In 2022 the most climate-conscious individuals were often referred to as ‘climatarians’ because they adhered to a diet and lifestyle that was all about reducing carbon footprints.
Regenivores take one step beyond this by looking for companies and restaurants that actively do something to make the earth and its atmosphere healthier.
Examples are restaurants, such as our customer Restaurant Moment in Rønde, Denmark, that reintroduce carbon into the soil by composting food waste and growing their own vegetables.
Additionally, we might see a growing demand for restaurants and companies that adhere to strict animal-welfare policies and reduce the use of packaging material.
According to the market intelligence agency Mintel, “climate hero ingredients” is another term we’ll hear and see in the food industry of 2023.
Climate hero ingredients are ingredients that are healthy for us and for the climate — from field to plate. Some examples are teff, fava, kelp, and lupin beans.
According to the aforementioned hospitality trend report from AF&Co and Carbonate, another possible restaurant trend in 2023 is more restaurants offering more casual and affordable tasting menus.
The report mentions restaurants in New York that are already offering 5-12 course menus for prices ranging from 47 to 76 euros.
These menus don’t only allow guests to have an extraordinary dining experience at a lower price. Casual multi-course menus also make it possible for restaurants to keep the food and labour costs in check while still letting chefs unfold their creativity.
In October 2022, the consumer intelligence company NielsenIQ published a trend report showing that nonalcoholic beverages are gaining popularity in the US. This is especially true for Gen Z consumers (born between the mid-1990s and the early 2010s).
This trend covers beer, wine and spirits that can be enjoyed without any risk of hangovers. Of these three beverage types, nonalcoholic spirits grew the most, with an 88.4% increase in sales from 2021-2022.
This ties neatly with AF&Co and Carbonate’s restaurant trend predictions for 2023, where nonalcoholic spirits are highlighted in the drink section.
If we glance just five years back, the selection of good nonalcoholic beverages was limited. But these days, bartenders can choose from a blossoming selection of nonalcoholic spirits ranging from bitters and gin to bourbon and fruity aperitifs.
This trend is a move away from what used to be called mocktails. Many of these new flavour-complex drinks can be enjoyed for what they are and come in bottles that look at least as attractive behind the bar as traditional spirit bottles.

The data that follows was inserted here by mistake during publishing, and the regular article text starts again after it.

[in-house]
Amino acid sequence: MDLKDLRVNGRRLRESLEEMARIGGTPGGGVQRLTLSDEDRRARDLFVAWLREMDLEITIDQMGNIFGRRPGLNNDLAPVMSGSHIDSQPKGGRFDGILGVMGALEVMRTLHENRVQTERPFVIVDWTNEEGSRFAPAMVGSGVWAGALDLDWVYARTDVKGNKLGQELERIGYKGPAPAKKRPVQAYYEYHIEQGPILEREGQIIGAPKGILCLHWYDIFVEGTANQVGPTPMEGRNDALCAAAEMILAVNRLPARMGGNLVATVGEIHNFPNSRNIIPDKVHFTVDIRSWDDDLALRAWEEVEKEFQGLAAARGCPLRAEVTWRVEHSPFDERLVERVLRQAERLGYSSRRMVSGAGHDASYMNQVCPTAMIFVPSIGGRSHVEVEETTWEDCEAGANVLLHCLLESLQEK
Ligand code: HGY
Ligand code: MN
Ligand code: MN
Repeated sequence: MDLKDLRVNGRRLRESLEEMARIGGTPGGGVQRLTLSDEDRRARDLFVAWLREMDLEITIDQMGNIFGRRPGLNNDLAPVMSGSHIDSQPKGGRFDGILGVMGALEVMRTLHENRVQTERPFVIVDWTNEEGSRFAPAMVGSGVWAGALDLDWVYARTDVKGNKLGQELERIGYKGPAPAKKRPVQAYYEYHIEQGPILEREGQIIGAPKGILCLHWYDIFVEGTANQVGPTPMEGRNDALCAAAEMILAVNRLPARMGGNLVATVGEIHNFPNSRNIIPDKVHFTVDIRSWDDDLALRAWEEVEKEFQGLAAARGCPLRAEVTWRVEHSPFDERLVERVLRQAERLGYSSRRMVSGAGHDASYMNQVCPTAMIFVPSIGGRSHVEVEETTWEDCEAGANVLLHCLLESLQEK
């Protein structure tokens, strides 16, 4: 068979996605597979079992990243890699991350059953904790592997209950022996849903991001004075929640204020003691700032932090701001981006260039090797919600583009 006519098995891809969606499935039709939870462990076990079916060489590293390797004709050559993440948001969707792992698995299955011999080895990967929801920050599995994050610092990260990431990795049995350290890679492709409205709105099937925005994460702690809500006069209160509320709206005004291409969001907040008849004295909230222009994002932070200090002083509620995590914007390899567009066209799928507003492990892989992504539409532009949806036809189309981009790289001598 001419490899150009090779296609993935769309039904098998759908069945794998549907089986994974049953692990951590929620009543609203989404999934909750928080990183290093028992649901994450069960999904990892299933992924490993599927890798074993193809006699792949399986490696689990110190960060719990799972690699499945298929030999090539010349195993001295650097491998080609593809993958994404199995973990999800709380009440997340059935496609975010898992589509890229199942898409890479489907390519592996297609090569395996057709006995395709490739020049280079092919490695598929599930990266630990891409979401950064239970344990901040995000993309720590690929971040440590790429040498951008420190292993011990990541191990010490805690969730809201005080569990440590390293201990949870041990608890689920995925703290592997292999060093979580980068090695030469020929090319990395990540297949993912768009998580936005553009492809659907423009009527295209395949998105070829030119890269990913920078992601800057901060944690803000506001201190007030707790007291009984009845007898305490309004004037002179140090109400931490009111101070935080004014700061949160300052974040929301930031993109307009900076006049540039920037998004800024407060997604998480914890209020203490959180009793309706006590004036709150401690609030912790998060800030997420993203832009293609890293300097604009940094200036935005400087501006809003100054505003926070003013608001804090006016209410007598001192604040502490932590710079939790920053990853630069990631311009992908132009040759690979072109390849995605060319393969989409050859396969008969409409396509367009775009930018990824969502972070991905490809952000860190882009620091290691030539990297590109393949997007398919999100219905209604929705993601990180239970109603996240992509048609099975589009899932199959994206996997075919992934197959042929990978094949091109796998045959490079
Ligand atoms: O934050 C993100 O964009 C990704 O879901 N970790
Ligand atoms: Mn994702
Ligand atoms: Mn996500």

One current trend that Mattias expects to grow even more in 2023 is sustainability. But for Mattias and his colleagues, that doesn’t mean things will change. At Hejm and Fröj, they’ll keep doing what they have been doing all the time; take good care of the restaurant staff, use local produce and avoid wasting food.
“It’s common sense. If you don’t take good care of your staff, you won’t have any staff. Full-time is full-time, and not more than that.” — Mattias Åhman, owner of Restaurant Hejm and Restaurant Fröj
When it comes to food waste, Mattias adheres to the same common-sense philosophy. According to him, avoiding food waste isn’t only something that makes sense for sustainability reasons.
“If you throw away food, you throw away money. It’s as simple as that.” — Mattias Åhman, owner of Restaurant Hejm and Restaurant Fröj
As part of their menu planning, the teams at Hejm and Fröj, talk to local suppliers to find out which vegetables are available so they can plan the menu around seasonal and local produce. Moreover, when it comes to the meat served at the two restaurants, they strive to use as many parts of the animal as possible.
Concerning the rising popularity of non-alcoholic beverages, Mattias shares that at Hejm and Fröj, guests can always pair their menu with alcohol-free alternatives to wine or beer.
Furthermore, they also offer cocktails with non-alcoholic spirits such as gin, all of which have been tasted and approved by staff before they end up on the menu.
Although Mattias and his teams are using some restaurant technology to improve efficiency and hygiene, he doesn’t believe we will ever see a restaurant industry that’s dominated by automation and robots. “Guests want the full restaurant experience with personal service, and that’s never going to change,” concludes Mattias.
Solo dining is another growing restaurant trend. Read why welcoming these guests is good for business.